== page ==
“Just before daylight on the morning of Wednesday, October 19, 1864, while in camp on the north bank of Cedar Creek, with my Runs in position on the crest of a hill on the east side of the Pike overlooking the creek, I was aroused by a straggling fire of musketry on my left and front. I immediately ordered my commoners to their post and the horses to be harnessed. During this time stragglers from the left, in large numbers, were passing through my camp, reporting the capture by the enemy of the artillery and earth-works on my left. Captain Dupont soon after arrived, ordering one section of my battery to take position on a high cleared point to the rear of my position, and the caissons to the rear; also to open on the enemy to the front, which I did at once. The caissons were sent to the rear, but so rapid had been the enemy advance that the wheel horses of my rear caisson were shot down and the caisson abandoned. While the battery, which had fired a few rounds of case-shot, was limbered up and started for the Pike from the other flank down a very steep hill-side, and as my last piece left the position, my camp was full of the enemy rushing for my pieces, and but for the fortunate occurrence of the lock-chain breaking just as the piece reached the foot of the hill… it must have been captured. I brought the battery down the pike, when one of my guns was ordered in position in the rear of the center of Kitching’s Provisional Division, east of the Pike, and my other three guns a little to the rear and left of the same division. I opened with case-shot, and soon the enemy advanced on the charge, when I ordered canister, but my supporters giving away without any resistance to the advance of the enemy, I immediately limbered up and got away just in time to save capture. I then crossed to the west side of the Pike, crossing a run which runs nearly parallel to the Pike, going into position on a crest beyond. We here fired a number of rounds, and as the right of our lines fell back, Captain DuPont ordered me to fall back to a position still further to the rear on a higher crest running parallel to our former position. I was here supported by a squadron of General Devin’s command. I was then ordered by Captain DuPont to take position to the left and rear which commanded Middletown, where we did good execution on buildings filled with the enemy’s sharpshooters, using case-shot; and also sent our compliments in the shape of solid shot to a battery in the south end of the town. The right still falling back, I limbered up and took a position further to the rear and firing. From thbeyond a farmhouse, going into position. From there struck the Pike one mile north of Middletown, and went into position on the east side of the Pike. From there I went into position on the west side of the Pike in the rear of a large barn. I then was ordered to return, going into position on the west side, and Battery B, Fifth U.S. Artillery, on the east side of the Pike. At 4:00 p.m. Captain DuPont ordered my battery forward to a position on the west side of the Pike, 600 yards from Middletown. We here opened on a battery near a point in the woods southwest of the town, using solid shot, and receiving from them a severe fire of shell. The battery was soon silenced and the enemy gave way from behind a stone wall on the north side of a plowed field (the battery we had silenced being on the south side), when we poured a concentrated fire into them for some minutes… until they disappeared. Captain DuPont then ordered me to limber up and forward on the trot. We came up to the skirmish line, and I was ordered into position on the west side of the Pike, on a crest overlooking the south bank of Cedar Creek, and opened on a battery which was annoying our troops terribly; it was soon silenced. We then turned our attention to the mass of men, horses, artillery, and baggage wagons of the enemy who were crowding the Pike in confusion in their efforts to get away, until we had fired away our last shot in the limber-chest.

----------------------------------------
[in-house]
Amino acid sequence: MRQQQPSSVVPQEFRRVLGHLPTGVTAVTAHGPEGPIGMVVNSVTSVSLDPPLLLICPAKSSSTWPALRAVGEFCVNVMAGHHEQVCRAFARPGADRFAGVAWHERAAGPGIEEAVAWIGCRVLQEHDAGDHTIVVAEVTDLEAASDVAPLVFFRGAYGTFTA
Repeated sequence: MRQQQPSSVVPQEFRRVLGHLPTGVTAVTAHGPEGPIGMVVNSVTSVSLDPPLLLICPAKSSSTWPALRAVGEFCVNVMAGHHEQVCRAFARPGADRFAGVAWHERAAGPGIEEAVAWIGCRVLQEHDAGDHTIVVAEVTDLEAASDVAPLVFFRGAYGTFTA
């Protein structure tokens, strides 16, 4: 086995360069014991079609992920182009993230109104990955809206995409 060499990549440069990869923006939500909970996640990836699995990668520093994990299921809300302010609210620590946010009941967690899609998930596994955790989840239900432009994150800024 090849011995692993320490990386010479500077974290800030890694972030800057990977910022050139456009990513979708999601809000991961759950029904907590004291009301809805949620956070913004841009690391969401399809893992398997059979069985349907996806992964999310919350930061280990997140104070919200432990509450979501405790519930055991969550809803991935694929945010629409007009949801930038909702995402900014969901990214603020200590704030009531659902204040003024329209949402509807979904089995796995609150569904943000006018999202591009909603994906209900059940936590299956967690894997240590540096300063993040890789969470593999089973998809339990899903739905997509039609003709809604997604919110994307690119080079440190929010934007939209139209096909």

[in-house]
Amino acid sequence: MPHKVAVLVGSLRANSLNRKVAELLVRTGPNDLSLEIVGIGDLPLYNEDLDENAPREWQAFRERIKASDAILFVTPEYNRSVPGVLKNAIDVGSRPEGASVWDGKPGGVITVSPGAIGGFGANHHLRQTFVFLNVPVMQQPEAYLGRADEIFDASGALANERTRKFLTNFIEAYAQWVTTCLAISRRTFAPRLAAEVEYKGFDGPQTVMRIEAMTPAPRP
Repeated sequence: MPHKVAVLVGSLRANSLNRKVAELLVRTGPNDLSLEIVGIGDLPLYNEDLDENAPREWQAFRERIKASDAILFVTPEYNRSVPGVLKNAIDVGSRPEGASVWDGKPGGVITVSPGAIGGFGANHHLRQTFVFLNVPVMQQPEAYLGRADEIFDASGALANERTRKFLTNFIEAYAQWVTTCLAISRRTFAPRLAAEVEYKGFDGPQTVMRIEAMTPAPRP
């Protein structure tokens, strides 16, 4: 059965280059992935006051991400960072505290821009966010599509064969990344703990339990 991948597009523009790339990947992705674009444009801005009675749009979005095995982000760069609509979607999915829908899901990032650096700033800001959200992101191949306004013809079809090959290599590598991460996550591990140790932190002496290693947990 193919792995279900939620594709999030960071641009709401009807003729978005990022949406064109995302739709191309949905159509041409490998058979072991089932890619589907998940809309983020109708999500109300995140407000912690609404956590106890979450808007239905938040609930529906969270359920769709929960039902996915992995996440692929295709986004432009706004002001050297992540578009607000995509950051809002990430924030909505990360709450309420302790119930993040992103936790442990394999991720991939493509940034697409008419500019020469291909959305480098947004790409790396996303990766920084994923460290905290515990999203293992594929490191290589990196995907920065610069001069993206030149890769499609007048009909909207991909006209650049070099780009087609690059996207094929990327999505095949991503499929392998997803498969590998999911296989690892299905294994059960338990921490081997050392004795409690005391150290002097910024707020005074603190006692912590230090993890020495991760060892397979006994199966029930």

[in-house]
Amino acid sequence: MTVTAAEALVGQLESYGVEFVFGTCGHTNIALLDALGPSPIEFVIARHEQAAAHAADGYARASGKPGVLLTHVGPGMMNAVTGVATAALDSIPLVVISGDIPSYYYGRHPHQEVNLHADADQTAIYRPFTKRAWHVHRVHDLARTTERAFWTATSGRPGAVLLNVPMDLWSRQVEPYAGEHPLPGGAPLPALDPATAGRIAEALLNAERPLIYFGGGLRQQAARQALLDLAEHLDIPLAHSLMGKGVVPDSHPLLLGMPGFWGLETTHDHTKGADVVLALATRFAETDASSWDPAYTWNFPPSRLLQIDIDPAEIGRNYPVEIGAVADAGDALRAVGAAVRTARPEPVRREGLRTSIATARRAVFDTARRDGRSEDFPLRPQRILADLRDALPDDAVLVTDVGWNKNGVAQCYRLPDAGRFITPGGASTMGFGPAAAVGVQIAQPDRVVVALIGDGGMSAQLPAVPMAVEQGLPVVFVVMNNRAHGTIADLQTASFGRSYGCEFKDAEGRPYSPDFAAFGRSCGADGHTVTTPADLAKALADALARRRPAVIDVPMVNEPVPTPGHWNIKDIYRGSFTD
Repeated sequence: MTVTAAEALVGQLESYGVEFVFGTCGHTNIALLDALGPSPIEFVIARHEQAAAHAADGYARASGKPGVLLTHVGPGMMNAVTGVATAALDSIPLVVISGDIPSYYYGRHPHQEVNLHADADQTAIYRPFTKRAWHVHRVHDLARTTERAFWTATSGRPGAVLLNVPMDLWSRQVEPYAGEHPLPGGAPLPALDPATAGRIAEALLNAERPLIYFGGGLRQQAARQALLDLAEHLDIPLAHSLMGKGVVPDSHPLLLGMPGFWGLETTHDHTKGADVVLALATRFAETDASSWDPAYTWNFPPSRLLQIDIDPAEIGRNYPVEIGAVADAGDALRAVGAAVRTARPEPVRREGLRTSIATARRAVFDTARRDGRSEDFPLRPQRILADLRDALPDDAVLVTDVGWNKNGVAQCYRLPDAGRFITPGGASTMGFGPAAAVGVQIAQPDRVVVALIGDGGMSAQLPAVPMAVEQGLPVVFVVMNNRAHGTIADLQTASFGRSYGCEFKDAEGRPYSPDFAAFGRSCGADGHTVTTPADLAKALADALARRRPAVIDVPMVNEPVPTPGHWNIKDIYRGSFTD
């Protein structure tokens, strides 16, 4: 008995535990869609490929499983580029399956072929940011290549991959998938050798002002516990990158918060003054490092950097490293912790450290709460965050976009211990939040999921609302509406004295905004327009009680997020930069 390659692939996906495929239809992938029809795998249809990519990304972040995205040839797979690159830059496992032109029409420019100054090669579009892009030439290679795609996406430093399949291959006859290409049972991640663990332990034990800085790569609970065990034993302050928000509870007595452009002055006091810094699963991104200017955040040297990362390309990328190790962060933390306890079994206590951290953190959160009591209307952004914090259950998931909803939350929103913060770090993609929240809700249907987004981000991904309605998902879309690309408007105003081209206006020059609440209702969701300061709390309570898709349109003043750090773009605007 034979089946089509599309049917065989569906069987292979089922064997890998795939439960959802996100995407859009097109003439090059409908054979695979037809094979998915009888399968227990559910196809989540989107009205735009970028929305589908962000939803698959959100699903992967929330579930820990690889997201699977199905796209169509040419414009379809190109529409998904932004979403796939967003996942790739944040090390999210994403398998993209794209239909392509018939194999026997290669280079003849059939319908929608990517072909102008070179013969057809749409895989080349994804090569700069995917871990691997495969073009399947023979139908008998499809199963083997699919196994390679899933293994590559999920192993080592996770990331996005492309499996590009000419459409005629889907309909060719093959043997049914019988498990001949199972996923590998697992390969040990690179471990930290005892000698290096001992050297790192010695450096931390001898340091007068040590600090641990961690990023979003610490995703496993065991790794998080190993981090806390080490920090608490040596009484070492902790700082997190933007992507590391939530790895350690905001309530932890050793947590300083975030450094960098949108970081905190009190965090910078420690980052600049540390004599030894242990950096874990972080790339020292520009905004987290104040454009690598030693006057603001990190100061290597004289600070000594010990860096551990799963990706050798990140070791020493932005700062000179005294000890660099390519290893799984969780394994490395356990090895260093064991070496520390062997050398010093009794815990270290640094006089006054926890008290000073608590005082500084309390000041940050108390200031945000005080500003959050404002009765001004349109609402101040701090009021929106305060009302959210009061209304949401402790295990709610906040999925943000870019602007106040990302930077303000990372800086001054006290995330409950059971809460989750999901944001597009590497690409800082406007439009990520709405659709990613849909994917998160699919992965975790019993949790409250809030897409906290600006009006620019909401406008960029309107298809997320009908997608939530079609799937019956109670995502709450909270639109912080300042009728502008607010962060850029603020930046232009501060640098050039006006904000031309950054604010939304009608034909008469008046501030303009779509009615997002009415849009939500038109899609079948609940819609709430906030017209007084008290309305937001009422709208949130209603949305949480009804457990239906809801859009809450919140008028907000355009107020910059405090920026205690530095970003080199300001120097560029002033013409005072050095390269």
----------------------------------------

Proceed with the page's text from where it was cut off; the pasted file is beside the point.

“I was ably seconded by Lieut. H. F. Guthrie, of my battery, while the noncommissioned officers and privates could not be surpassed in gallantry and courage under the very severe fire we were frequently under. I had eight men wounded, three mortally. I was myself severely wounded in the foot by a piece of shell by the last round the enemy fired, and had a horse shot under me in the morning. Eleven horses were killed.

“I fired 261 rounds of fixed ammunition, went into position twelve times, fired my first shot at daybreak, my last at dark.

“I am, respectfully, your most obedient servant, F.C. Gibbs, Captain, Commanding L Battery, First Ohio Light Artillery.”


  1. Thank you for sharing this.
    Captian Gibbs is the Great Great Grandfather of my husband, Peter Gibbs Kendall.
    His mom, Mary Gibbs Kendall, the granddaughter just passed away. She was proud of her heritage. She is now in heaven with him.

  2. To Susan Kendall, you are welcome. The 1864 Oct. 17 entry (Commendation...") contains a photo of Capt. Gibbs, which I hope your husband and his mother saw. It also lists the series of engagements Capt. Gibb's battery participated in during Slane's two year enlistment.

    Peter A. Siegwald